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Regenerative Xylem in Inflorescence Stems of Arabidopsis thaliana
Year:
2003
Source of publication :
Journal of Plant Growth Regulation
Authors :
Flaishman, Moshe
;
.
Loginovsky, Kamelia
;
.
Volume :
22
Co-Authors:
Flaishman, M.A., Department of Fruit Trees, Institute of Horticulture, Volcani Center, P.O. Box 6, Bet Dagan 50250, Israel
Loginovsky, K., Department of Fruit Trees, Institute of Horticulture, Volcani Center, P.O. Box 6, Bet Dagan 50250, Israel
Lev-Yadun, S., Department of Biology, Fac. of Sci. and Science Education, University of Haifa-Oranim, Tivon 36006, Israel
Facilitators :
From page:
253
To page:
258
(
Total pages:
6
)
Abstract:
By inserting entomological needles into the lower parts of young inflorescence stems of three-month-old Arabidopsis thaliana (L.) Heynh var. Colombia plants, we studied the process of regenerative xylem production. Regenerative xylem was formed only in one- to two-day-old inflorescence stems but not in older ones. The regenerative vessels originated from re-differentiation of cortical parenchyma. To characterize the process of regenerative xylem formation, we conducted a histological study from the time of wounding to day 30 after wounding. In the first day after wounding the tissues showed no structural responses except for the wounding itself. After six days, regenerative vessel members were already differentiating in a basipetal pattern, forming a vascular bypass around the wound. Regenerative vessel member formation reached a maximal level on the twelfth day after wounding. Sixteen days after wounding the pith parenchyma started to become loose as if indicating tissue senescence. Altogether, vascular regeneration following wounding in inflorescence stems of Arabidopsis thaliana is similar to that in other dicotyledon plants. These findings provide the basis for the use of Arabidopsis thaliana as a model system to study the genetics, physiology and cell biology of wound healing and regenerative vascular tissue formation.
Note:
Related Files :
arabidopsis
Arabidopsis thaliana
Differentiation
eudicotyledons
Fluorescence
genetic engineering
tissue culture
Show More
Related Content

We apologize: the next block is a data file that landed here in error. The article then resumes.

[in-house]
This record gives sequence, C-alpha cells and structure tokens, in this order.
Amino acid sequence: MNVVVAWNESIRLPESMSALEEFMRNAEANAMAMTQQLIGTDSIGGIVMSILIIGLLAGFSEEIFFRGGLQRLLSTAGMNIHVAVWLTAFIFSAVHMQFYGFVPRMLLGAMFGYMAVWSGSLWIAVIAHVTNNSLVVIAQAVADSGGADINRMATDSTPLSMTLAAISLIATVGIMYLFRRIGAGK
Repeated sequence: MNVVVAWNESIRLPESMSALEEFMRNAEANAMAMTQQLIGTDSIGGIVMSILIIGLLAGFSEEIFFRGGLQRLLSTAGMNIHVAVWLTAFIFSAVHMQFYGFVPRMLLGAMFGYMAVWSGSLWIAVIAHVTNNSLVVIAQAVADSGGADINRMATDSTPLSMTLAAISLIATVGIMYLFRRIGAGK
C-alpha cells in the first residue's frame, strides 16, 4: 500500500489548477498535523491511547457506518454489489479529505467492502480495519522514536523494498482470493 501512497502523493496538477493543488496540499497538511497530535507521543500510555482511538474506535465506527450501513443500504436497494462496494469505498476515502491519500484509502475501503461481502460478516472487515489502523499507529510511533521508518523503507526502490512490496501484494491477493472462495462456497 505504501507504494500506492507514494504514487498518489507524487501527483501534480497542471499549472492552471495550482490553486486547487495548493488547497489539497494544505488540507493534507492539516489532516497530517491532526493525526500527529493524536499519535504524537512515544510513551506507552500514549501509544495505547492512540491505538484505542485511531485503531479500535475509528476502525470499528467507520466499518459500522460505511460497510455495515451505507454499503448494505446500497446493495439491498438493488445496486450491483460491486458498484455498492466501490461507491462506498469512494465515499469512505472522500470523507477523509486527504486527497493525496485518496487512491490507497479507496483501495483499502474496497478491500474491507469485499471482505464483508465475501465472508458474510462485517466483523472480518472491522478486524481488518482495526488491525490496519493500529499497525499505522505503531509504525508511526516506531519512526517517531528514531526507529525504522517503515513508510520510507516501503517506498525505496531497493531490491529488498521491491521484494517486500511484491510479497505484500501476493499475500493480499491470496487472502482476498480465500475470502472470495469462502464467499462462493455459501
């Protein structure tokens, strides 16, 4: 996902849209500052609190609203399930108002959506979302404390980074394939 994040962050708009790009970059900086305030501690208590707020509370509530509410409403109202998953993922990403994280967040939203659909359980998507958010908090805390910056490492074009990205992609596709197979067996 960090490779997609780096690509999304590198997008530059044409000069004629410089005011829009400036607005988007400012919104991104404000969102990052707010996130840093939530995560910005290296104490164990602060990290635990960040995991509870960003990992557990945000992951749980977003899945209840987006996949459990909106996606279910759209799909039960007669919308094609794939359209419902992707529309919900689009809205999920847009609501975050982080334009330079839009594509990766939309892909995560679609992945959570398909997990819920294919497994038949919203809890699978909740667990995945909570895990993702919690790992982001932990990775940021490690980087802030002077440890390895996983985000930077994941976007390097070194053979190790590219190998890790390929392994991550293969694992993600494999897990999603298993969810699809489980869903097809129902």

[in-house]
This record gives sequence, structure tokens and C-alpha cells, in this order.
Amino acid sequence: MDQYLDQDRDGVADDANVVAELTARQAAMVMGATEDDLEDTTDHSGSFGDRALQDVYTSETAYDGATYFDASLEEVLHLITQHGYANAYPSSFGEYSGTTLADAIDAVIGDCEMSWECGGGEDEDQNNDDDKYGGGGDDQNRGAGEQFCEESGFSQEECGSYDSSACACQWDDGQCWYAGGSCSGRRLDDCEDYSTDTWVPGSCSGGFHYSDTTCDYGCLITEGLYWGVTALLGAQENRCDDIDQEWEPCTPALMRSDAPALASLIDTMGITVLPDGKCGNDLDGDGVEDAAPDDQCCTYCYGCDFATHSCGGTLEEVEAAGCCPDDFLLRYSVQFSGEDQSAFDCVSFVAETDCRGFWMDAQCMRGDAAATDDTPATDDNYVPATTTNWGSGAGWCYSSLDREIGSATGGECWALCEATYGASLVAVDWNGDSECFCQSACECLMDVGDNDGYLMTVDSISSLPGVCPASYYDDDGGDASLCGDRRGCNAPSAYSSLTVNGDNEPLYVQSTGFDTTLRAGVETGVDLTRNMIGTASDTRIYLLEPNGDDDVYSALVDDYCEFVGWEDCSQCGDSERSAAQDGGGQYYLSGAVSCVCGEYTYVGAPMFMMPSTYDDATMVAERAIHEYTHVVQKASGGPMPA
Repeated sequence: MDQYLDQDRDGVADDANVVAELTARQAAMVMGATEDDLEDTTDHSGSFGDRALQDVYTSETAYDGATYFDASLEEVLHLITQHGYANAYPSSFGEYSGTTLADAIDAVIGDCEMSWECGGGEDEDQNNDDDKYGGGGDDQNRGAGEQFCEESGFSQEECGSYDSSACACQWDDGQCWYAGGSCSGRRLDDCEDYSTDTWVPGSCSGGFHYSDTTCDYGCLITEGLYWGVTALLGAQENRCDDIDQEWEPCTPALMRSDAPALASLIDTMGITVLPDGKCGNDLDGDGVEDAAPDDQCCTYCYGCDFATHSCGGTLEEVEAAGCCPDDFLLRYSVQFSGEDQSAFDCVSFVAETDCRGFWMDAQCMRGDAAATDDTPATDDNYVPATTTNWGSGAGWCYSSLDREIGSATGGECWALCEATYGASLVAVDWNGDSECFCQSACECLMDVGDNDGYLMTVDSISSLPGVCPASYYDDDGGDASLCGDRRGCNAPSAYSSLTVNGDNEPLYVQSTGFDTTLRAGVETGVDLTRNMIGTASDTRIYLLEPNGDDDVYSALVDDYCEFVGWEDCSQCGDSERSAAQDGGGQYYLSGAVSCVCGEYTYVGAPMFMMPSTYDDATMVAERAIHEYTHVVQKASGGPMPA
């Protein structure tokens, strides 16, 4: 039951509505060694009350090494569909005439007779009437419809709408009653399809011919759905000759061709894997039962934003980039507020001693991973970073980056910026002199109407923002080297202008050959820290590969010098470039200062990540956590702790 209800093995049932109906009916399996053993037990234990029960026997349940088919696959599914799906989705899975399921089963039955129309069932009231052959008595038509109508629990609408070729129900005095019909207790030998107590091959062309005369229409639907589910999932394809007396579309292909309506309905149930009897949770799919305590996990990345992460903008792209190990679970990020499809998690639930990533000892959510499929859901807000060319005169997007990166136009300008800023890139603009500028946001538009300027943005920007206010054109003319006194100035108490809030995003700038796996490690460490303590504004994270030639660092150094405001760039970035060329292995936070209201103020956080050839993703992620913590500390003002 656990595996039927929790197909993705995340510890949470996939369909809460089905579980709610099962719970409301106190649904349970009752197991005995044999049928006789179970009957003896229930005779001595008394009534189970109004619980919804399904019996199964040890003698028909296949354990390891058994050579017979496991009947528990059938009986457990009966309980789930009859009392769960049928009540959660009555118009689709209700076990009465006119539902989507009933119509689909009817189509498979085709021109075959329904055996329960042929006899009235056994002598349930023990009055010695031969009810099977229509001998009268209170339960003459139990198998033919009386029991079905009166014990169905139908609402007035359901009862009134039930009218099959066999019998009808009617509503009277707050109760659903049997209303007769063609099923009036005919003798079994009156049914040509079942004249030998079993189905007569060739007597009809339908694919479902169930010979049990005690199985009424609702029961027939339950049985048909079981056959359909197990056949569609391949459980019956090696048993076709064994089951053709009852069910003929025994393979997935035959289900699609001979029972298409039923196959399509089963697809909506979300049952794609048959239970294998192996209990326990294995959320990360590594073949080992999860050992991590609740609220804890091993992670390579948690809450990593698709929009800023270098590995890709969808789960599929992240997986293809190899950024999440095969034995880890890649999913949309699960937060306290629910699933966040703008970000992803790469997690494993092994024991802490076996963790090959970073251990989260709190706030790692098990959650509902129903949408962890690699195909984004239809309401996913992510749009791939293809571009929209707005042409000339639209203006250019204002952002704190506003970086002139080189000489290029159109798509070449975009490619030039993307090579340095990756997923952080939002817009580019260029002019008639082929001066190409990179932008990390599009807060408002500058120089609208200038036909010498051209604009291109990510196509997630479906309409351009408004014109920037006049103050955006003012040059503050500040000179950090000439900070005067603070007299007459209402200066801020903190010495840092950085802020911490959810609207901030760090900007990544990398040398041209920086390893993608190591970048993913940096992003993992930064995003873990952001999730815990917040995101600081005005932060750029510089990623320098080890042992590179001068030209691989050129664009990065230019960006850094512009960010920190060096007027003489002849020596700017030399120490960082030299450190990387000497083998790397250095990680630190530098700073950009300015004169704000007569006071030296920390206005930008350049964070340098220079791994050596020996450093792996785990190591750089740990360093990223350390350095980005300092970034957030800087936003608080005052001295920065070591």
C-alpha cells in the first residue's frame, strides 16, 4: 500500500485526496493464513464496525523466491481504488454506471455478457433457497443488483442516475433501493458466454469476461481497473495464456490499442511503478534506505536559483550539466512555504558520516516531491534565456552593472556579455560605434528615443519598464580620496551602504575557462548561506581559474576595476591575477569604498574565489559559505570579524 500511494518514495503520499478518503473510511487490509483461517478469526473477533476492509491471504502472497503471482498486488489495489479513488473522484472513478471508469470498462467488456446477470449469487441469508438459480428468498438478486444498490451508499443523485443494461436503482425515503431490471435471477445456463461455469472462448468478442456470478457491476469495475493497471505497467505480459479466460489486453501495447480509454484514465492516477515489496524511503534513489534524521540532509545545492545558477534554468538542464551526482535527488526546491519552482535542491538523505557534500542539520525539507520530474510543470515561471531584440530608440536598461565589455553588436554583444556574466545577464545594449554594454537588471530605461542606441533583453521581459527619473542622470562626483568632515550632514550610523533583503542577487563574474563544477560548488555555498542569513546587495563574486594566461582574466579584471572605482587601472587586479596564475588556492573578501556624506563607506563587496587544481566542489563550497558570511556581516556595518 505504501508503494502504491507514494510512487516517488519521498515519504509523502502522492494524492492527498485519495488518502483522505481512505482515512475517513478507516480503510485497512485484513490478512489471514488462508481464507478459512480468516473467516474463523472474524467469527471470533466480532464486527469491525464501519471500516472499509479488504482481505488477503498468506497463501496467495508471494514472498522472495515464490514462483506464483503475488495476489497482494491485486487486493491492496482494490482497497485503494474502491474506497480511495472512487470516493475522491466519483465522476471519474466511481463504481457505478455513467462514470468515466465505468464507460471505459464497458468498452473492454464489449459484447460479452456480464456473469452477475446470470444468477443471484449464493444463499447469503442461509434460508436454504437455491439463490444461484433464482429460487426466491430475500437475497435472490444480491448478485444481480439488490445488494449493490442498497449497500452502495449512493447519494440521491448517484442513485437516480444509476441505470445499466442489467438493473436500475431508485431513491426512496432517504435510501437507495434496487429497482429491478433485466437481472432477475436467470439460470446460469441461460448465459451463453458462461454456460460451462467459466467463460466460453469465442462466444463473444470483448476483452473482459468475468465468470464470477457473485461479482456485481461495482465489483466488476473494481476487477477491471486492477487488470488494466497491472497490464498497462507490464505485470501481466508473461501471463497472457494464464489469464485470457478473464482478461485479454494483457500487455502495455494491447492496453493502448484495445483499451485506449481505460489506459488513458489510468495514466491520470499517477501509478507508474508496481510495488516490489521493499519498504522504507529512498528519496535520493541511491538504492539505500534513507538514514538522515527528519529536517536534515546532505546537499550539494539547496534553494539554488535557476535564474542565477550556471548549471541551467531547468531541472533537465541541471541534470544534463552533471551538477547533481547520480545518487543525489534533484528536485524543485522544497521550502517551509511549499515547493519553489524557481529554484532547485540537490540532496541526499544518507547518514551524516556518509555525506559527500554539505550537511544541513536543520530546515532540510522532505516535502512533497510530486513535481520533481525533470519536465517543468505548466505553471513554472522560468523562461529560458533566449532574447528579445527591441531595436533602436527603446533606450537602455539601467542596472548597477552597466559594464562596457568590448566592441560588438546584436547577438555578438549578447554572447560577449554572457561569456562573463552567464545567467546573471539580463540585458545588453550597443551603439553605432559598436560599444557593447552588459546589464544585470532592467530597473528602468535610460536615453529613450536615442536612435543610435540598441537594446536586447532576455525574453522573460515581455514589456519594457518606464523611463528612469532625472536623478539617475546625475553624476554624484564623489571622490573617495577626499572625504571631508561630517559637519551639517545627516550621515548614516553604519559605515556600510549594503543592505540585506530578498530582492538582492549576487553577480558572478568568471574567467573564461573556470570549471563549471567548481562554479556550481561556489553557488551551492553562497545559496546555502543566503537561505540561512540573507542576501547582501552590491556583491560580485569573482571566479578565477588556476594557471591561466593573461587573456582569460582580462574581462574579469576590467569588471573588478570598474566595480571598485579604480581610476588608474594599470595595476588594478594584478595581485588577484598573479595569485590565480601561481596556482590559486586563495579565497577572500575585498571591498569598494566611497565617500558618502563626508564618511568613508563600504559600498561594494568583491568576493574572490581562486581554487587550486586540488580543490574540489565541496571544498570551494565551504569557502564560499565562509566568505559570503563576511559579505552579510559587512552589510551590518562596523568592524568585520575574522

More details
DOI :
10.1007/s00344-003-0030-y
Article number:
Affiliations:
Database:
Scopus
Publication Type:
article
;
.
Language:
English
Editors' remarks:
ID:
19367
Last updated date:
02/03/2022 17:27
Creation date:
16/04/2018 23:28
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Scientific Publication
Regenerative Xylem in Inflorescence Stems of Arabidopsis thaliana
22
Flaishman, M.A., Department of Fruit Trees, Institute of Horticulture, Volcani Center, P.O. Box 6, Bet Dagan 50250, Israel
Loginovsky, K., Department of Fruit Trees, Institute of Horticulture, Volcani Center, P.O. Box 6, Bet Dagan 50250, Israel
Lev-Yadun, S., Department of Biology, Fac. of Sci. and Science Education, University of Haifa-Oranim, Tivon 36006, Israel
Regenerative Xylem in Inflorescence Stems of Arabidopsis thaliana
By inserting entomological needles into the lower parts of young inflorescence stems of three-month-old Arabidopsis thaliana (L.) Heynh var. Colombia plants, we studied the process of regenerative xylem production. Regenerative xylem was formed only in one- to two-day-old inflorescence stems but not in older ones. The regenerative vessels originated from re-differentiation of cortical parenchyma. To characterize the process of regenerative xylem formation, we conducted a histological study from the time of wounding to day 30 after wounding. In the first day after wounding the tissues showed no structural responses except for the wounding itself. After six days, regenerative vessel members were already differentiating in a basipetal pattern, forming a vascular bypass around the wound. Regenerative vessel member formation reached a maximal level on the twelfth day after wounding. Sixteen days after wounding the pith parenchyma started to become loose as if indicating tissue senescence. Altogether, vascular regeneration following wounding in inflorescence stems of Arabidopsis thaliana is similar to that in other dicotyledon plants. These findings provide the basis for the use of Arabidopsis thaliana as a model system to study the genetics, physiology and cell biology of wound healing and regenerative vascular tissue formation.
Scientific Publication
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